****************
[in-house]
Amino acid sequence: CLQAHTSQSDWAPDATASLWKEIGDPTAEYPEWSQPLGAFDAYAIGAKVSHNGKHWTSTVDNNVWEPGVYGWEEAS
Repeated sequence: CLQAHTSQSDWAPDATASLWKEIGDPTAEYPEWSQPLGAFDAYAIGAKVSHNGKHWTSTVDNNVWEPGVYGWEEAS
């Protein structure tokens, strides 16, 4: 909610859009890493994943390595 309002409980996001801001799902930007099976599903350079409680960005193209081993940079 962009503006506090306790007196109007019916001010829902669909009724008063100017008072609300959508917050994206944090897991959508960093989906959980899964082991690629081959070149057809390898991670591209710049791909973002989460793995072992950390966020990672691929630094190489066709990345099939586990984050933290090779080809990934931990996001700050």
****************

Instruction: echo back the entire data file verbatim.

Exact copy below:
[in-house]
Amino acid sequence: CLQAHTSQSDWAPDATASLWKEIGDPTAEYPEWSQPLGAFDAYAIGAKVSHNGKHWTSTVDNNVWEPGVYGWEEAS
Repeated sequence: CLQAHTSQSDWAPDATASLWKEIGDPTAEYPEWSQPLGAFDAYAIGAKVSHNGKHWTSTVDNNVWEPGVYGWEEAS
């Protein structure tokens, strides 16, 4: 909610859009890493994943390595 309002409980996001801001799902930007099976599903350079409680960005193209081993940079 962009503006506090306790007196109007019916001010829902669909009724008063100017008072609300959508917050994206944090897991959508960093989906959980899964082991690629081959070149057809390898991670591209710049791909973002989460793995072992950390966020990672691929630094190489066709990345099939586990984050933290090779080809990934931990996001700050």